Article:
Menlo-Atherton High School grad Zachary Clarence found himself in the spotlight last month when he made a two-minute film focusing on police and race relationships called Feeling Hopeful that was posted on Facebook. But it isn’t filmmaking that is first on Zach’s agenda but rather acting.
“Ever since my parents dragged me kicking and screaming to theater camp, I’ve loved acting,” he explained during a phone conversation from his current home in Brooklyn. “I went every summer all through middle school [at Hillview] and high school.”
Zach was in the first play performed at the M-A Performing Arts Center — The Rimers of Eldritch — and before the new theater opened, performed in Bye Bye Birdie “on tables taped together in the gym.”
He describes himself as a “shy kid” growing up. “I loved the community of acting,” he said. “The respect I got from adults. And I just loved getting into other people’s stories.”
After graduating with a BFA from Boston University’s School of Theater, he moved to New York City. “My aspiration is to do TV and film, and most of my friends who are doing that live in New York. I like the quick turnover of TV.”
Zach says he writes “out of necessity.” “It tends to be a lot of dark comedy.” His production company is called C-16, after that wing at M-A.
His latest film, The Women’s Bathroom Project, about fighting HB2 and other discriminatory bills towards the transgender community, won Best Screenplay at the Fargo Moorhead LGBT Film Festival and also screens at the Palm Springs LGBT Film Festival later this month.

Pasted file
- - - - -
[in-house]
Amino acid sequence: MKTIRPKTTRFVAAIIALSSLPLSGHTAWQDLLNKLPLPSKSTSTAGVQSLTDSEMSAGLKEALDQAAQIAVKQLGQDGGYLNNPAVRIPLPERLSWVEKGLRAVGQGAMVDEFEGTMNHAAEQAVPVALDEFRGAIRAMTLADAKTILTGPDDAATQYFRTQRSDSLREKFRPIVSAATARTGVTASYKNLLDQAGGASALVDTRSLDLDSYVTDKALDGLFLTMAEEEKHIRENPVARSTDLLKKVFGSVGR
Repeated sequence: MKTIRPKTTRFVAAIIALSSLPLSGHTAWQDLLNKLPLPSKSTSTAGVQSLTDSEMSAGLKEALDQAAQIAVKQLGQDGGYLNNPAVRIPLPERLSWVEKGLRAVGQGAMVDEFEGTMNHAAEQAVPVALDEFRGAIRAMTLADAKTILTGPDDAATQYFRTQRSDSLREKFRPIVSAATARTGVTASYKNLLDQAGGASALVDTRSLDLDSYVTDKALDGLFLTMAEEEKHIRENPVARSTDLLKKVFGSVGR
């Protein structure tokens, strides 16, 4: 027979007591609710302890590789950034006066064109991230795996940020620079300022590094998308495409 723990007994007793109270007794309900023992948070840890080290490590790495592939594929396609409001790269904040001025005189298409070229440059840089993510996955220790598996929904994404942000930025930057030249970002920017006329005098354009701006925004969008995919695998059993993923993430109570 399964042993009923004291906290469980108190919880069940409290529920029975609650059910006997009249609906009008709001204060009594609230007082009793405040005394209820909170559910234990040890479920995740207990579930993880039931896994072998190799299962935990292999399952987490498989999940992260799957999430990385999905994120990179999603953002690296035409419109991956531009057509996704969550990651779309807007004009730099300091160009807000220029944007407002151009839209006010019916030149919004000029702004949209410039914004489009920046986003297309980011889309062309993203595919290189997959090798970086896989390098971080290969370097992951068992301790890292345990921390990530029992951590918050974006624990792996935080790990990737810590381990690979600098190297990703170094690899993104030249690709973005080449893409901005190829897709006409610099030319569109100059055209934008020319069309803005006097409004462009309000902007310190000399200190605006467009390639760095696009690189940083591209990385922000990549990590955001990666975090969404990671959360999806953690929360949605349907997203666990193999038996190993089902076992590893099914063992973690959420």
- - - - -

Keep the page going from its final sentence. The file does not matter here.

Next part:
An earlier film of C-16 Productions called A Mother’s Love is now competing in the New England Online Film Festival after winning a Special Recognition Award at the Boston International Film Festival earlier this year. It can be viewed online.
The way Zach “pays the bills” may be surprising to some. He’s a nanny. “I like kids a lot,” he said. “And it’s a great job for me. It’s flexible when audition opportunities come up.”
Returning to the subject of the Facebook video, Zach said he had “zero expectations” when he made it. “It’s had something like 17,000 views which is big for me but short of what I’d call viral,” he said. “What’s been great is that so many people have been supportive and said how moving the film is. And that’s what I hoped to do: encourage empathy and guidance amidst the racial violence we’re seeing in this country.”